Research shows that youth with mentors are more likely to be successful in school, leaders in their communities, and to enter adulthood with opportunities for on-going education and career choices. Yet one in three American youth go through adolescents without a mentor of any kind. A new report examines the role of businesses in addressing this mentoring gap and provides effective practices for businesses.
The report offers these five best practices for businesses:
- Align mentoring engagements with corporate strengths
- Establish strong relationships with non-profit experts and educational systems
- Flexibility is key to encourage, facilitate and support participation (clearly illustrate which mentoring options are available to employees)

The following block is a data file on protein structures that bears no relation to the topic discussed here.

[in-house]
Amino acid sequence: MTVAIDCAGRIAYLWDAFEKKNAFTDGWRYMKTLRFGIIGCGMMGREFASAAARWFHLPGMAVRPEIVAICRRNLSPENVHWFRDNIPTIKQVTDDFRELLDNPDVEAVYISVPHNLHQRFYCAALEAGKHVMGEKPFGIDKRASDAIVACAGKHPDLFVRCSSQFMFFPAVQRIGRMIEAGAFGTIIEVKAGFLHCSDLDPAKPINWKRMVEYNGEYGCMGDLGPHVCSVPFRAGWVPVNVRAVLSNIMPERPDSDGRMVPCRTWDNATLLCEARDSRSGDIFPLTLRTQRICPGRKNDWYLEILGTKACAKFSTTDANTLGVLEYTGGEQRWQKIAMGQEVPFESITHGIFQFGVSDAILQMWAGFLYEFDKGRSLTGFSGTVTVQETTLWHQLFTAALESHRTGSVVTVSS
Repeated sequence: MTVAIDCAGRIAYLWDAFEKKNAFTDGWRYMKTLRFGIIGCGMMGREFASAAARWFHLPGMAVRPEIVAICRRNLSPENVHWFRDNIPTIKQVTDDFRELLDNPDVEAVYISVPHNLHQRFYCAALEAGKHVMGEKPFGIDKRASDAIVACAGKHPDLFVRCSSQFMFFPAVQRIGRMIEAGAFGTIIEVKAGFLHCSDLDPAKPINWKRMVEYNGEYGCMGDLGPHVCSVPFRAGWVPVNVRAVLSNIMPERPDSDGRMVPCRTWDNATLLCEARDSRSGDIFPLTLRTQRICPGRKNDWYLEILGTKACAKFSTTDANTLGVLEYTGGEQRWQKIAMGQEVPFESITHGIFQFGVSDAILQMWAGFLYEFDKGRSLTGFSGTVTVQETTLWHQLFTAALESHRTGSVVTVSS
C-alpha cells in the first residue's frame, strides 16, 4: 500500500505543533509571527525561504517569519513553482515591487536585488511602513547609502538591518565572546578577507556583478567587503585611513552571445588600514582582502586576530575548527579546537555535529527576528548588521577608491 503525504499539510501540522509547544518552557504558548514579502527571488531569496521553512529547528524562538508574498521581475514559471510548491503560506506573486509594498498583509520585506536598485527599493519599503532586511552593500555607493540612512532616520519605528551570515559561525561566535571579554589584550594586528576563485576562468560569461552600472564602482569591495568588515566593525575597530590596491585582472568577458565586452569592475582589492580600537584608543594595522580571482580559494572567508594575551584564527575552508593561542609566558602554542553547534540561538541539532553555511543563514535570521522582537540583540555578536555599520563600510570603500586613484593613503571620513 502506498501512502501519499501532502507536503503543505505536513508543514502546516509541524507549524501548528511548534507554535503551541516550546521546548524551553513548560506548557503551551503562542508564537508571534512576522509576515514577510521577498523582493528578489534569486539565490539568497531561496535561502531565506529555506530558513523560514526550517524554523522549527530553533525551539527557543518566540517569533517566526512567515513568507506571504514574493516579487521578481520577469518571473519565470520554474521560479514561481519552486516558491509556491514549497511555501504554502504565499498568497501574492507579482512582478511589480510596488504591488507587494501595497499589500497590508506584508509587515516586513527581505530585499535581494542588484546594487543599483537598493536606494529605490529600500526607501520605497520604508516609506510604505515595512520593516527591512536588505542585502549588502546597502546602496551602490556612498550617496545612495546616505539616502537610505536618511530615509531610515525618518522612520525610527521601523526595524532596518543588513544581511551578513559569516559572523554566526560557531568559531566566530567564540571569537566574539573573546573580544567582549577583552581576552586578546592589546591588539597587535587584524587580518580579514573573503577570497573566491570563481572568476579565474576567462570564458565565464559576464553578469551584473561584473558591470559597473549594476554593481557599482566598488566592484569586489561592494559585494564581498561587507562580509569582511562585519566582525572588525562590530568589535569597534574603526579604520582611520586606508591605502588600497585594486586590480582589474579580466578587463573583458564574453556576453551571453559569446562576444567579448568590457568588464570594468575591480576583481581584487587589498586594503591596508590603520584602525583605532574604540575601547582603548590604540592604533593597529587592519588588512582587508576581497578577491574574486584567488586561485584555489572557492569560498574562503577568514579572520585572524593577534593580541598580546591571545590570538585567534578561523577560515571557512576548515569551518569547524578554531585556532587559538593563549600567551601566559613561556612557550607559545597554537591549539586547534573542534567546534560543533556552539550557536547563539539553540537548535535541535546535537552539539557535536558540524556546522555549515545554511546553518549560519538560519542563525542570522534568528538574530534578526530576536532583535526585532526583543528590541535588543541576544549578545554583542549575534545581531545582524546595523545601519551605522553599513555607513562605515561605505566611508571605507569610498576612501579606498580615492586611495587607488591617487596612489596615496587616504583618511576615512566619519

- Facilitate increased peer learning and idea sharing among service providers and private sector actors
- Invest in proven evidence-based programming
This report concludes that US businesses are in a position to open the door and provide some unique opportunities to young people. This is particularly due to the mentors who are employees in the private sector and can therefore provide unique and specialised job-related mentoring that generic/volunteer-based mentoring programmes cannot so easily provide. Additionally, businesses are in a good position to close the mentoring gap because they have the resources and funding to set up mentoring programmes.